- The US Federal Reserve will not raise rates in July and we would be surprised if they institute any hikes this year. The ECB and the Bank of England will cut rates and increase monetary stimulus. Global liquidity will remain plentiful.
- Investors with short time horizons will flee risky assets en masse. We should expect outflows from equities to accelerate in the short-term. European and UK portfolios will see the sharpest outflows
- Extreme contrarians will advocate buying into UK equities but there will be few takers. We would advocate passing on this trade for now
- Contrarians will also advocate buying stocks domiciled in the US. Such a trade won’t require, in our opinion, as long as of a time horizon as buying UK stocks and it will thus entail less risk. Our two top equity tilts remain low valuation and above-average company profitability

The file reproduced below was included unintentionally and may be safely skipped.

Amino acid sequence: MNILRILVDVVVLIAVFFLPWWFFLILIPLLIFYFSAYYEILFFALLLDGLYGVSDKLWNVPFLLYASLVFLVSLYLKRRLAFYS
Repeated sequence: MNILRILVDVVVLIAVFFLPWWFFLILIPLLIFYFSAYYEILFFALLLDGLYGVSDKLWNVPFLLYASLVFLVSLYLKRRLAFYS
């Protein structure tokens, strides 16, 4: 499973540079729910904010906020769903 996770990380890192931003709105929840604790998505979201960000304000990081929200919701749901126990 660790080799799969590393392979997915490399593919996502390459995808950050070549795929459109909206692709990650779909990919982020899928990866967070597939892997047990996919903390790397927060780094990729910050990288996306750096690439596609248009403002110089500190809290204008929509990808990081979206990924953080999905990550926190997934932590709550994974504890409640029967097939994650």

In general, we would advocate making only small adjustments to multi-asset class portfolios. The adjustments would be more driven by risk management considerations as we expect asset class volatility to remain elevated for the remainder of 2016. Our risk aversion index (RAI) has also recently moved into the “extreme fear” zone thus calling for a more defensive risk posture.
From a tactical perspective we see opportunities emerging more from bottom-up stock selection activities rather than from sector or country allocation decisions. When whole markets sells off as we saw on the day after Brexit the good gets thrown out with the bad.
In a crisis company fundamentals are often ignored as investors are forced to sell their most liquid holdings first. Market turmoil tends to create attractive entry points for investments with robust long-term fundamentals. We expect global equity markets to remain under pressure next week and we would thus advocate waiting a bit longer to put any excess cash to work.
Eric J. Weigel
Managing Partner, Global Focus Capital LLC